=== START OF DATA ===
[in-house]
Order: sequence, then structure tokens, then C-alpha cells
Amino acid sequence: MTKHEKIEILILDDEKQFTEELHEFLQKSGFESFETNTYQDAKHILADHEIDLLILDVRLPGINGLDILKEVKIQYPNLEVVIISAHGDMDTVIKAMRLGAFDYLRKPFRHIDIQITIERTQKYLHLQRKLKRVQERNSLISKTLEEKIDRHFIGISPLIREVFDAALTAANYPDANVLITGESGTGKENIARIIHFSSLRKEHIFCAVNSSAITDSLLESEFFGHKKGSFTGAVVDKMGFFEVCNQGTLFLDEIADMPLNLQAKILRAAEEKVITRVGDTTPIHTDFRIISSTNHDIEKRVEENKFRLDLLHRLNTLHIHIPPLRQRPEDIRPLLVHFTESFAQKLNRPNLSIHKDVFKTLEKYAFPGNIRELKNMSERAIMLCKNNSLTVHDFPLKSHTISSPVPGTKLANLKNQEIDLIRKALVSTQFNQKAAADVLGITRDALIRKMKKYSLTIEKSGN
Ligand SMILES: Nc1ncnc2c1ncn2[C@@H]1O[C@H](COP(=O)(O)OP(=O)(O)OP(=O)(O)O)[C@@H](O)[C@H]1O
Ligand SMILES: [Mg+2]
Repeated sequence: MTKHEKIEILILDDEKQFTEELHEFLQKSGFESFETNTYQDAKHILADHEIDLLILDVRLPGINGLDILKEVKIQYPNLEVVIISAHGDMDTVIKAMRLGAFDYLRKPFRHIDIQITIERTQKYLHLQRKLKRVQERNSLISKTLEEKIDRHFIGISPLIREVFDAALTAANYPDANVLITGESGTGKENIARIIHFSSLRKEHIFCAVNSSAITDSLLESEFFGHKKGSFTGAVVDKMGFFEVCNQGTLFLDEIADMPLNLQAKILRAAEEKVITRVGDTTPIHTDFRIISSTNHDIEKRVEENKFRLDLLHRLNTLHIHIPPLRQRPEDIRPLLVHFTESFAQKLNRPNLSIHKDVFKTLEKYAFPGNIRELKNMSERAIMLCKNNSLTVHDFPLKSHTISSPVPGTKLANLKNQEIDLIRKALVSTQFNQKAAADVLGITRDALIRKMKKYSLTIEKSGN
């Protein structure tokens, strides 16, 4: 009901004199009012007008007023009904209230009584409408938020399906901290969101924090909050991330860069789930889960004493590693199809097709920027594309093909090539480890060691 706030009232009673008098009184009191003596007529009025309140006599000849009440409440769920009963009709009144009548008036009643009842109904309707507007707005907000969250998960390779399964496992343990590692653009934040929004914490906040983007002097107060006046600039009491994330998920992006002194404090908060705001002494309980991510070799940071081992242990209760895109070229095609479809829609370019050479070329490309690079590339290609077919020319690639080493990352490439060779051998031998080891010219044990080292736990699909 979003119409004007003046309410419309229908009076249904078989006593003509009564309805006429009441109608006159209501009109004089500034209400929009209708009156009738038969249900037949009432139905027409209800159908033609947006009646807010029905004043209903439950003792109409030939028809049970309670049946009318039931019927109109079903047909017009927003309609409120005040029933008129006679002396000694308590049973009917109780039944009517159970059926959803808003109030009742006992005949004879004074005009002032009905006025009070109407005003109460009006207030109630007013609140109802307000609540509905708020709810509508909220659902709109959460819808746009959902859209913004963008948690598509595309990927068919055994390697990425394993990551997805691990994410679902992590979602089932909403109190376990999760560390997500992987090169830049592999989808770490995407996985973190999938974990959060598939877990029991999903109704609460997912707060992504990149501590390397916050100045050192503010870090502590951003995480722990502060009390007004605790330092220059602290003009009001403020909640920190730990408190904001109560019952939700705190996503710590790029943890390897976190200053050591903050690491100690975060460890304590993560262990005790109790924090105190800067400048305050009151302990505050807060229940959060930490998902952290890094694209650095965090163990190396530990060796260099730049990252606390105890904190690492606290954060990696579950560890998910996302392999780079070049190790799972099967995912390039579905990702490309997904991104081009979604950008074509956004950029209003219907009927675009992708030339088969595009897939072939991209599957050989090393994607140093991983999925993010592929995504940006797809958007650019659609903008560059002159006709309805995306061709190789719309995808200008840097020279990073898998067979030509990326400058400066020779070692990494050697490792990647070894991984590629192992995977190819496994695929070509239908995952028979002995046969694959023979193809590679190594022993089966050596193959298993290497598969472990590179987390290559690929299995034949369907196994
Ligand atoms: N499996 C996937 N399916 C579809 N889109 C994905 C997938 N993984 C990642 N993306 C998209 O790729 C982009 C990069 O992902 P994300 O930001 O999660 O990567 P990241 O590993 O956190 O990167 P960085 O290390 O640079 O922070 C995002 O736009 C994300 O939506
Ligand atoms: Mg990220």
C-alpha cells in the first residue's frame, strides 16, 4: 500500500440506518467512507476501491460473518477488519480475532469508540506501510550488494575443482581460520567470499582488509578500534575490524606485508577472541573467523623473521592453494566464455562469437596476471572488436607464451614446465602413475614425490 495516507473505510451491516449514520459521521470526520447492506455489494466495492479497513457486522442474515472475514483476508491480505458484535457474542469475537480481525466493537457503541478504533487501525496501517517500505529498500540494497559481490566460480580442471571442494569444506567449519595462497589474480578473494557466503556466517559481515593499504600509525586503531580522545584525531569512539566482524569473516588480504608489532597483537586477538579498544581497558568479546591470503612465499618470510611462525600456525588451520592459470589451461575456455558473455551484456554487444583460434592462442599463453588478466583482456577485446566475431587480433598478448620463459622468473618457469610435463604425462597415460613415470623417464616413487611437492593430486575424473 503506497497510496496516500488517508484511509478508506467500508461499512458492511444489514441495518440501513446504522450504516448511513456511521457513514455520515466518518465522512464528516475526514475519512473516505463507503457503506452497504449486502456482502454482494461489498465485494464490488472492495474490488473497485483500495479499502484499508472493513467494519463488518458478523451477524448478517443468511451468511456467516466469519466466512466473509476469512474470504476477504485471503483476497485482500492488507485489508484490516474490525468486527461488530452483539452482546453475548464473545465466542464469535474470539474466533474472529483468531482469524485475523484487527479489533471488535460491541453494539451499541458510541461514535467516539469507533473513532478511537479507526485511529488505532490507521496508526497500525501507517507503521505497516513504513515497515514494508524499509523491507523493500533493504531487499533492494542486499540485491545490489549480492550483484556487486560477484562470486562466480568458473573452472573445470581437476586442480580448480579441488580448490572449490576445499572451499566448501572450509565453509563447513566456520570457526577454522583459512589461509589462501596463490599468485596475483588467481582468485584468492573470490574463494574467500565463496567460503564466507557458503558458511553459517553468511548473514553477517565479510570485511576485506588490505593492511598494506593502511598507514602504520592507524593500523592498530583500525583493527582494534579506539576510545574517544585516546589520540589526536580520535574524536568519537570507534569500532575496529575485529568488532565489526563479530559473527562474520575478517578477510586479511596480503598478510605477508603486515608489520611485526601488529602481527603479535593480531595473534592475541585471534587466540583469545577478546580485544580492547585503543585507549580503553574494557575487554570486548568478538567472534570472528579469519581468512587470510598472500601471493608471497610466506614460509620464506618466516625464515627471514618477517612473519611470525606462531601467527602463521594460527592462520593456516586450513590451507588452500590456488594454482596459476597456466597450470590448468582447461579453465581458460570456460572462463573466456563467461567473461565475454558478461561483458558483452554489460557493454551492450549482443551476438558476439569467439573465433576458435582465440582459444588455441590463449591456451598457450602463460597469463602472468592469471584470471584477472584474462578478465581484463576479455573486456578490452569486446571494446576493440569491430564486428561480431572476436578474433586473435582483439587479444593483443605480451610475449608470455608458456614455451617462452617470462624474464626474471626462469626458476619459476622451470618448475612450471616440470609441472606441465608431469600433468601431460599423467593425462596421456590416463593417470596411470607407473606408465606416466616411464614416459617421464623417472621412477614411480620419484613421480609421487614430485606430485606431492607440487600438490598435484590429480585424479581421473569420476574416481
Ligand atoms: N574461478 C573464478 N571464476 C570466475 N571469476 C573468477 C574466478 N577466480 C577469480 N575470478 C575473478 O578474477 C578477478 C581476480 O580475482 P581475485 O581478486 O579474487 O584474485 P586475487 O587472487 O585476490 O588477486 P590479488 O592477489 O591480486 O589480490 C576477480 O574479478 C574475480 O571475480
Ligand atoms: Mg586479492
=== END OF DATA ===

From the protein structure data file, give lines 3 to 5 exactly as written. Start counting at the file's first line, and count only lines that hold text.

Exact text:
Amino acid sequence: MTKHEKIEILILDDEKQFTEELHEFLQKSGFESFETNTYQDAKHILADHEIDLLILDVRLPGINGLDILKEVKIQYPNLEVVIISAHGDMDTVIKAMRLGAFDYLRKPFRHIDIQITIERTQKYLHLQRKLKRVQERNSLISKTLEEKIDRHFIGISPLIREVFDAALTAANYPDANVLITGESGTGKENIARIIHFSSLRKEHIFCAVNSSAITDSLLESEFFGHKKGSFTGAVVDKMGFFEVCNQGTLFLDEIADMPLNLQAKILRAAEEKVITRVGDTTPIHTDFRIISSTNHDIEKRVEENKFRLDLLHRLNTLHIHIPPLRQRPEDIRPLLVHFTESFAQKLNRPNLSIHKDVFKTLEKYAFPGNIRELKNMSERAIMLCKNNSLTVHDFPLKSHTISSPVPGTKLANLKNQEIDLIRKALVSTQFNQKAAADVLGITRDALIRKMKKYSLTIEKSGN
Ligand SMILES: Nc1ncnc2c1ncn2[C@@H]1O[C@H](COP(=O)(O)OP(=O)(O)OP(=O)(O)O)[C@@H](O)[C@H]1O
Ligand SMILES: [Mg+2]